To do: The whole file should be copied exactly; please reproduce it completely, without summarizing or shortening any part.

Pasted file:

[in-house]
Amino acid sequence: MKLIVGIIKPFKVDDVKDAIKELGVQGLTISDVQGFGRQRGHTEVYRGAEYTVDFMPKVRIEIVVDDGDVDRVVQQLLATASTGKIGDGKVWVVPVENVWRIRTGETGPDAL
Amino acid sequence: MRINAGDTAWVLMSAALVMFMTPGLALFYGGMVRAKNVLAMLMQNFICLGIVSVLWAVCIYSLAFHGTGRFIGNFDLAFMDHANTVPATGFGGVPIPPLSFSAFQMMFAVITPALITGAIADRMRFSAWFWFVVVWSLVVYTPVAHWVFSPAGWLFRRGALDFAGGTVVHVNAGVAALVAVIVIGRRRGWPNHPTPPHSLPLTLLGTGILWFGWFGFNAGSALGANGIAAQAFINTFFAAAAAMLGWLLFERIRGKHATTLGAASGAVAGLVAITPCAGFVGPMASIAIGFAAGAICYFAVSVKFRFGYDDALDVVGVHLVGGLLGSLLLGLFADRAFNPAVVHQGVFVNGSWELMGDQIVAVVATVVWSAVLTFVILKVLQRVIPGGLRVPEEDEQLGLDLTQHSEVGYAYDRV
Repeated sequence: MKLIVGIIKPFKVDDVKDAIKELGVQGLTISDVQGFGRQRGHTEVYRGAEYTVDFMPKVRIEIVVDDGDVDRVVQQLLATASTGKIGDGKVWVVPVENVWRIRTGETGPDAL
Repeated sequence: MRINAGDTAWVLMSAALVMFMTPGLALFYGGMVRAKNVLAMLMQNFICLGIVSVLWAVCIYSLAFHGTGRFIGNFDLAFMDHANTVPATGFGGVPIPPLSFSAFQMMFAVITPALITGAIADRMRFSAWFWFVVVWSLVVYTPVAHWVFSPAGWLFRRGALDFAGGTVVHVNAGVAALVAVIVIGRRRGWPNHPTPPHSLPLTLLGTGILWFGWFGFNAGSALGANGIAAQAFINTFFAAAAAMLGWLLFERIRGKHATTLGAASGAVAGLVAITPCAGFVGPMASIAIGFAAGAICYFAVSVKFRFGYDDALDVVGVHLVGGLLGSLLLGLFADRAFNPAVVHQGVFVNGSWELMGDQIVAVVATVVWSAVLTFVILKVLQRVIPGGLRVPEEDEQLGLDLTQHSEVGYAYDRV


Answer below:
[in-house]
Amino acid sequence: MKLIVGIIKPFKVDDVKDAIKELGVQGLTISDVQGFGRQRGHTEVYRGAEYTVDFMPKVRIEIVVDDGDVDRVVQQLLATASTGKIGDGKVWVVPVENVWRIRTGETGPDAL
Amino acid sequence: MRINAGDTAWVLMSAALVMFMTPGLALFYGGMVRAKNVLAMLMQNFICLGIVSVLWAVCIYSLAFHGTGRFIGNFDLAFMDHANTVPATGFGGVPIPPLSFSAFQMMFAVITPALITGAIADRMRFSAWFWFVVVWSLVVYTPVAHWVFSPAGWLFRRGALDFAGGTVVHVNAGVAALVAVIVIGRRRGWPNHPTPPHSLPLTLLGTGILWFGWFGFNAGSALGANGIAAQAFINTFFAAAAAMLGWLLFERIRGKHATTLGAASGAVAGLVAITPCAGFVGPMASIAIGFAAGAICYFAVSVKFRFGYDDALDVVGVHLVGGLLGSLLLGLFADRAFNPAVVHQGVFVNGSWELMGDQIVAVVATVVWSAVLTFVILKVLQRVIPGGLRVPEEDEQLGLDLTQHSEVGYAYDRV
Repeated sequence: MKLIVGIIKPFKVDDVKDAIKELGVQGLTISDVQGFGRQRGHTEVYRGAEYTVDFMPKVRIEIVVDDGDVDRVVQQLLATASTGKIGDGKVWVVPVENVWRIRTGETGPDAL
Repeated sequence: MRINAGDTAWVLMSAALVMFMTPGLALFYGGMVRAKNVLAMLMQNFICLGIVSVLWAVCIYSLAFHGTGRFIGNFDLAFMDHANTVPATGFGGVPIPPLSFSAFQMMFAVITPALITGAIADRMRFSAWFWFVVVWSLVVYTPVAHWVFSPAGWLFRRGALDFAGGTVVHVNAGVAALVAVIVIGRRRGWPNHPTPPHSLPLTLLGTGILWFGWFGFNAGSALGANGIAAQAFINTFFAAAAAMLGWLLFERIRGKHATTLGAASGAVAGLVAITPCAGFVGPMASIAIGFAAGAICYFAVSVKFRFGYDDALDVVGVHLVGGLLGSLLLGLFADRAFNPAVVHQGVFVNGSWELMGDQIVAVVATVVWSAVLTFVILKVLQRVIPGGLRVPEEDEQLGLDLTQHSEVGYAYDRV